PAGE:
“Belligerent Neutrality” was defined by Joint Chiefs of Staff after January 29, 1941. After two months, it resulted in more clearly defined American assignments in what was in effect, an undeclared war. Roosevelt set guiding principles for a combined strategy with the British and the USN course of action would be conservative until its strength developed for a more effective action. Convoy escort rules were defined at that time. The “belligerent neutrality.” meant from new on, protection of the Atlantic convoy routes became part of the American security policy, and that the USN would take a more active aprt in it, which included softened engagement rules. By May 1941 it was accepted that a captain could, and should, on its own initiative, attack on sight or detected by sonar any U-Boat. On April 18, Admiral King issued Operation Plan 3-41, defining transgression lines, areas where any sighted U-Boat should be attacked and sunk on sight. At the same times, after hundred of British merchant losses, American vessels replaced these in growing numbers in the Atlantic. Transfers of Freighters and oilers were made. Soon the exclusion zone was widened northwards: On June 7, the president approved the “Basic Joint Army and Navy Plan for Defense of Greenland,” which defined the Northeast Greenland Patrol. Greenland itself became a massive mid-atlantic base, integral to the lend-lease organization, notably for planes.

Depht charges dropped during the battle of the Atlantic

Depht charges dropped during the battle of the Atlantic

On June 20, 1941, U-203 tried to get into a firing position against the battleship USS Texas, when sighted, while another sank the SS Robin Moore on June 27. In August, USN ships now escorted convoys on a regular basis, not just diverted from neutrality patrols, in effect violating previous neutality stance, and giving more opportunities of both sides to met in combat. On September 4, U-652 attacked the American destroyer USS Greer and as a result, President Rooselevelt ordered the “shoot on sight” instruction, not only in exclusion zones but for all ships involved in convoy escort. In response, Admiral Raeder soon agreed wth Hitler that no quarters would be made between US and British ships, and U-Boat captains were now freed for any limitations. The Kriegsmarine defined by then a “locally restricted declaration of war.”. Still public opinion was 62% favourable to the president’s policy.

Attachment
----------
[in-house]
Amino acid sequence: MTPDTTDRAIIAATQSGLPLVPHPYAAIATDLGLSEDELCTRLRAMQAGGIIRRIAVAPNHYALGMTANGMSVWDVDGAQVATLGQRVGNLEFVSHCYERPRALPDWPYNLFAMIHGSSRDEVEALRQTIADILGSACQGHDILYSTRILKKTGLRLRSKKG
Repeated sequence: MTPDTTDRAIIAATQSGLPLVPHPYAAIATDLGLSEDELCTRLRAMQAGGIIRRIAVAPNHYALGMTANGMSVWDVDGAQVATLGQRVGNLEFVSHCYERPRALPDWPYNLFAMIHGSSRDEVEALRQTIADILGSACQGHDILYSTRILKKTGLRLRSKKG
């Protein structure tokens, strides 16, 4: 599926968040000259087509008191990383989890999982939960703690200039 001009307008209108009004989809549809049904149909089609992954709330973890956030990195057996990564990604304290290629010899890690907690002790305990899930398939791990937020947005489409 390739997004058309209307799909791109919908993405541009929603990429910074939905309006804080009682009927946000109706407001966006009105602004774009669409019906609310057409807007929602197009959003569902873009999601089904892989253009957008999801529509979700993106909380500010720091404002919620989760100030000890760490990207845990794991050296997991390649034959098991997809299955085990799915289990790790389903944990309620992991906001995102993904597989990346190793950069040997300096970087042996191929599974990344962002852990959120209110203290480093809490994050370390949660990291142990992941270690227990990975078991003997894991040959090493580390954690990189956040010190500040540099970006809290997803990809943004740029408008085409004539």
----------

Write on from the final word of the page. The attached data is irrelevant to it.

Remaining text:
In September, the British Admiralty Submarine Tracking Room started to send data to the US admiralty on a regular basis, and coordination reached a new level. Convoy HX150 was in September 16, the first entirely U.S. protected convoy, seeing underway a duel between USS Truxton and an unidentified U-Boat, while several cargoes were sunk. In October, admiral King’s Atlantic fleet had grow to a significant size: Seven battleships, five cruisers, eight light cruisers, 87 destroyers, and four aircraft carriers were deployed, plus numerous long-range air patrols, from the Carribean to Greenland. On October 17, USS Kearny was badly damaged after a torpedo attack and USS Reuben James, sunk on the 31. By force, president Roosevelt ordered to place the Coast Guard under supervision of the US Navy, normally a wartime measure, symbolic of the level of tension and commitment before December. None expected the war to start on the other side. Designed for the Atlantic, USS Long Island was sent to the Pacific…

Genesis of the Long Island conversion

HMS Audacity: Almost the first (1941)

hms audacity

The advantages of aviation to spot U-Boats and intercept spies such as the FW-200 Condor, while fleet carriers were needed elsewhere, litterally screamed for the construction of light, cheap carriers quickly converted from existing hulls, fully dedicated to convoy escort. Being the pioneer of aircraft carriers, the Royal Navy already looked at the idea in 1939, but nothing really came from it, at least until late 1940 when the situation in the Atlantic was definitively degrading fast. However, British industrial capacities, at full, could not spare men and materials for any of these hypothetic escort carriers from scratch. However, fate intervened. SS Hannover (5537 Tjb), a recent (launched 29 March 1939) German freighter, was captured in the Dutch Indies in March 1940. The admiralty found to be the perfect candidate for such conversion. Renamed Empire Audacity, she served little time under her new maritime board.